Feature: Baseball's Tim Cunningham
April 12, 2002
The arm of a pitcher determines the action and pace of a baseball game. One could argue that in no other team sport does a single player receive so much individual attention. How do pitchers prepare for a game? Once on the hill, what runs through their mind? Though each pitcher has a unique approach to this mental aspect of the game, junior left-hander Tim Cunningham feels that a consistent mentality is a crucial key to success.
With short relief, long relief, and now extensive starting experience under his belt, Cunningham has pitched in tight games and blowouts as both a role man and as the go-to arm. No matter the situation, he feels that, 'You can't change things based on the score or who you're playing, or how your arms feels. You have to have the same mentality and same mode of competition. If you start switching things up too much, you can become inconsistent.'
As the Cardinal's solidified Saturday starter, Cunningham follows a program that physically and mentally prepares him for his weekend outing.
'During the week you do your workouts, your running, your throwing and your bullpen. When Friday night comes around you watch the hitters and do a pitch chart,' explains the junior. 'When Saturday rolls around, I get up three hours before the game, get something to eat, and just relax and do a lot of self-talk and thinking. You do a lot of thinking and reflection about what you need to do, what you have been doing well lately, and what you need to key on in the game. Then I show up to the ballpark about two hours before, get dressed, stretch out, play catch, do a couple drills that I like to do, and then get out on the mound and get ready to go.'
And as his season numbers show, Cunningham has been more than ready to go. The lefty's 5-1 record ties him for second on the team in wins and his 2.67 ERA is the lowest among Stanford starters. More importantly, Cunningham has been giving the Cardinal quality starts, averaging more than six innings per outing and over seven innings in his last four starts versus California (3/9), USC (3/23), Texas (3/29) and Arizona (4/6). In his last two starts, Cunningham has been brilliant. In an epic pitchers duel against the Longhorns, the junior scattered seven hits over nine innings of shutout ball but received a no-decision. Last week against the Wildcats, the lefty surrendered just one run on five hits in seven innings pitched to pick up the victory.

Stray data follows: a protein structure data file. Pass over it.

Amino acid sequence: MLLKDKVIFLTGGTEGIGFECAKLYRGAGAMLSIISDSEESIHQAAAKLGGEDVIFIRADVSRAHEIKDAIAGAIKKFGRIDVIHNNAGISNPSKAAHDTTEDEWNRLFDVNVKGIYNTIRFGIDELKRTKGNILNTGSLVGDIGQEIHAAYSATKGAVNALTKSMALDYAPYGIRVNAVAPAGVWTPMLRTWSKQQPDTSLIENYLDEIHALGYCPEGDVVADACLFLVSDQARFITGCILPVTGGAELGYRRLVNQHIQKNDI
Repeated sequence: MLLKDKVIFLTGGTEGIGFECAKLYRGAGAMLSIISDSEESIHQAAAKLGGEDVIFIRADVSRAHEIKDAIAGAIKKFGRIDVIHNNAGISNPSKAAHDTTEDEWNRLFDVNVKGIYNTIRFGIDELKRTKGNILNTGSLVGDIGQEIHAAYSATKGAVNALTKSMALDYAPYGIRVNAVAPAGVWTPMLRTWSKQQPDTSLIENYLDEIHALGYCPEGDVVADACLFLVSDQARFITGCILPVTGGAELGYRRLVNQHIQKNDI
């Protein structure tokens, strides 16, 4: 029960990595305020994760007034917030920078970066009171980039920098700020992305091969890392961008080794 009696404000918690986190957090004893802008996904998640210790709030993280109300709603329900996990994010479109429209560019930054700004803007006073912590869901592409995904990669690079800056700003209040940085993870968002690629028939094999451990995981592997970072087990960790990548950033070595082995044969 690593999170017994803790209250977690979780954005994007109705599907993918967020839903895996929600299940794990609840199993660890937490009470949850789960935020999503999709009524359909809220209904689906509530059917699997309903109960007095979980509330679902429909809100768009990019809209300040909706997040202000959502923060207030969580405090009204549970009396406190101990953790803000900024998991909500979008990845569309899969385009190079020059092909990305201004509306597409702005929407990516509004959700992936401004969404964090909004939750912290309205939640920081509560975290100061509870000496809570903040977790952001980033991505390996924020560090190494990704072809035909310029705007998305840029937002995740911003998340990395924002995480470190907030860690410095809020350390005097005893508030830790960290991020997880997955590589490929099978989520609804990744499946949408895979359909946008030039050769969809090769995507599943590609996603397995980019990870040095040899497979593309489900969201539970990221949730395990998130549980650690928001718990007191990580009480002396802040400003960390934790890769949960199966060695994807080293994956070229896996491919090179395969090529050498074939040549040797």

As one might expect, the level of competition and in-state rivalry very well could create a post-season-like atmosphere for the Cardinal and Trojans this weekend, and Cunningham has proved that he can excel in such environments. In last year's NCAA Regional, Cunningham turned in a career performance in an elimination game versus Marist, tossing eight shutout innings and striking out a career-high nine en route to a 6-0 victory on the road to Omaha.
'Sometimes when you pitch in big situations, you get a sense of urgency,' says the junior. 'Sometimes for a lot of players, you step up another level. Your intensity goes up, you might throw a little harder, you might be that much more focused. Good pitchers and good athletes are able to go out there regardless if it's an elimination game or a regular game to compete at their highest level.'
Cunningham will take a 16-3 career record (.842, seventh on Stanford's all-time won-loss percentage list) into this weekend's series against Pac-10 rival USC. With his mental toughness and pitching clicking on all cylinders, expect to see the southpaw determined and focused. But this is nothing new for the lefty, as he considers and approaches each start as a big game. This consistent mentality fuels his success.
by Chris Curtis
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